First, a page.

The prospect that Deutsche Bank would be forced to settle for anything close to $14 billion set off a minor panic, sending the company's stock spiraling down and forcing German Prime Minister Angela Merkel to make a statement denying the German government had a plan to intervene. As various rumors about the bank's ongoing negotiations with the Justice Department leaked out, its stock price swung back and forth, but it shot up after Trump's election. Negotiations are continuing, and there is no sign of when a settlement could be reached. As president, Trump presumably won't be directly involved in the talks between the Justice Department and the bank, but the chief executive of the federal government does generally set the tone regarding how aggressive or conciliatory the Justice Department is toward banks.
Part of the recent optimism on the part of investors may be due to speculation that a Trump administration will be friendlier to banks. But investors also know that Trump's businesses are deeply entwined with Deutsche Bank. Trump has four large mortgages with Deutsche Bank, borrowing against three of his most prized possessions: the Doral golf resort in Florida, his Chicago tower, and his brand new Washington luxury hotel. For the Washington hotel, Trump has a $170 million line of credit from Deutsche Bank that was granted in 2015, just as his presidential campaign was kicking off. According to a bank spokeswoman, all four of the loans were obtained from Deutsche's "private bank"—a division that caters exclusively to high-net-worth individuals and that can lend separately from the corporate side of the bank.
The corporate side of Deutsche Bank previously loaned to Trump, but the relationship fell apart around the time of the financial crisis. In 2005, Trump borrowed $640 million from Deutsche Bank and several other lenders for the construction of his Chicago hotel tower. When he failed to pay back the money on time in 2008, the banks, including Deutsche Bank, demanded he pay the $40 million he had personally guaranteed. In response, Trump sued Deutsche Bank for $3 billion, saying the project's financial troubles were the fault of the economic recession, which he claimed the bank had helped cause. He accused Deutsche Bank of undermining the project and his reputation. The lawsuit was eventually settled.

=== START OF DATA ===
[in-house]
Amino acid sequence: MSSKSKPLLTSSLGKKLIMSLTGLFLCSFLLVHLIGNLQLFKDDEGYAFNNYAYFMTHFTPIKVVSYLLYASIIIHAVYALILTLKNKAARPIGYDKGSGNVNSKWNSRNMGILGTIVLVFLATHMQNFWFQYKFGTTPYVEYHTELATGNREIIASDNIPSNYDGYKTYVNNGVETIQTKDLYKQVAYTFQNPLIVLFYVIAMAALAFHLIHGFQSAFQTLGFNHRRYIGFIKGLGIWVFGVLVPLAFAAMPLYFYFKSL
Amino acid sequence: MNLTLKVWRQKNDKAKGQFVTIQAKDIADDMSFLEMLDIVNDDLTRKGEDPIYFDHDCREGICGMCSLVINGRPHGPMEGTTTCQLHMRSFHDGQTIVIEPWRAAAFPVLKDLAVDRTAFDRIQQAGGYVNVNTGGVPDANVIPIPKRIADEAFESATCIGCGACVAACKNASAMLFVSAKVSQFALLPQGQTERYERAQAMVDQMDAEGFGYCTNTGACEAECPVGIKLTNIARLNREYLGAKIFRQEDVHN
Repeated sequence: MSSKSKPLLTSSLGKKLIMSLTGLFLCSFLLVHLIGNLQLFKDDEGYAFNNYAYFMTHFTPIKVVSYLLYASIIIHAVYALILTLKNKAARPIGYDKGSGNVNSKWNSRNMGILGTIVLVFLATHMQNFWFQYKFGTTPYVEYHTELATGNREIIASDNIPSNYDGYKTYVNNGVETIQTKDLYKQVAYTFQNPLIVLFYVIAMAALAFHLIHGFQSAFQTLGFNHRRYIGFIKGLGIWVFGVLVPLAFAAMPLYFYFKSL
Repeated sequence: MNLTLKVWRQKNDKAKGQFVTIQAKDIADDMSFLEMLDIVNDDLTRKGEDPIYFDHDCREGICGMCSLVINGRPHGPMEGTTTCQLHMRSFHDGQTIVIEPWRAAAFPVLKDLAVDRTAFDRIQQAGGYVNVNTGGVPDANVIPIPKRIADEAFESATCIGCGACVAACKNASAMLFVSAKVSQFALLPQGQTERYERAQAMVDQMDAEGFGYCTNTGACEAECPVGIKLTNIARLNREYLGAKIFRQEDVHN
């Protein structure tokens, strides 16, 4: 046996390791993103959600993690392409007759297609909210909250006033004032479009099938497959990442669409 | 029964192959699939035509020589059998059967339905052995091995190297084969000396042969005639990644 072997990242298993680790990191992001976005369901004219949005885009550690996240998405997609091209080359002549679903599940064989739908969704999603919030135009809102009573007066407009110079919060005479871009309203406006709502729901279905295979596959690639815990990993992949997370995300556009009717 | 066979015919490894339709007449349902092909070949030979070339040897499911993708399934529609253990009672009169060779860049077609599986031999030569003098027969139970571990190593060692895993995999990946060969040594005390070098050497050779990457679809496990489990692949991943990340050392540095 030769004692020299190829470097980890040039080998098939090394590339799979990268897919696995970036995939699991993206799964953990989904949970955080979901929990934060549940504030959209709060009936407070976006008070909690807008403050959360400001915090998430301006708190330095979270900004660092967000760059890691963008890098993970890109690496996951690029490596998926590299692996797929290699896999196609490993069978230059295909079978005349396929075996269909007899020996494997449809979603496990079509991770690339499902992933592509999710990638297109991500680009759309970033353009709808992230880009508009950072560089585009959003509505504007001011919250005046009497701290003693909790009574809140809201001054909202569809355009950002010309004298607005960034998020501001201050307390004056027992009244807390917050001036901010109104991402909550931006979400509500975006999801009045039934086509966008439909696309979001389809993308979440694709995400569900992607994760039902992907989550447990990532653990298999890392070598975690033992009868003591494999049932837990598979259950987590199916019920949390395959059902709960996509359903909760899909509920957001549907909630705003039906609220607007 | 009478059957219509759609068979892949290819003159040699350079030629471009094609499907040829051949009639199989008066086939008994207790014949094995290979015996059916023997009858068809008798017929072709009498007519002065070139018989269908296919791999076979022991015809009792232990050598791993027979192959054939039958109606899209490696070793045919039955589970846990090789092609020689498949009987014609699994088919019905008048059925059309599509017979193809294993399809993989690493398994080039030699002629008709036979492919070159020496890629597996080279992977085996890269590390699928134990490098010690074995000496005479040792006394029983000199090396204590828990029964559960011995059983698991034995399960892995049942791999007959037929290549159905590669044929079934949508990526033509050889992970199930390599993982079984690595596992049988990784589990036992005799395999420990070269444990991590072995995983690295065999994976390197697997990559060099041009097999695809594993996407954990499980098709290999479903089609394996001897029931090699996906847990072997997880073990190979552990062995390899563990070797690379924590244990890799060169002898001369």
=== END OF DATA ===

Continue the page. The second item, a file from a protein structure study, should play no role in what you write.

Deutsche Bank's long-term health is important to Trump's business interests. In recent years, it has been one of the only banks still willing to lend to him (at least as of his presidential run). Most other Wall Street banks, some of which loaned Trump billions of dollars in the 1980s and 1990s, essentially stopped lending to him years ago.
It's not clear if Trump has personally guaranteed any of the loans his businesses have with Deutsche Bank. He did personally guarantee the Deutsche Bank loan involved in the lawsuit over his Chicago project. The New York Times has reported that Trump may be personally liable for up to $26 million on a mortgage he has taken out from another lender on his 40 Wall Street tower in New York City. Trump's attorney, Alan Garten, did not return a request for comment.
Eisen says another possible area of concern with the Deutsche Bank loan is the emoluments clause, the provision of the Constitution that prohibits top federal officials from accepting gifts from foreign governments. Several ethics experts have pointed out that a loan from a state-owned bank may qualify as a gift, and red flags have popped up over the Bank of China loan. Eisen says that if the German government were to take a stake in Deutsche Bank in an effort to shore up the distressed bank, it would raise a similar constitutional problem for Trump.
Trump's massive Deutsche Bank loans are uncharted and dangerous territory. "It's staggering," Eisen says. "And the most staggering thing is that it's only one of a host of similarly complicated conflicts. We've never seen anything like this."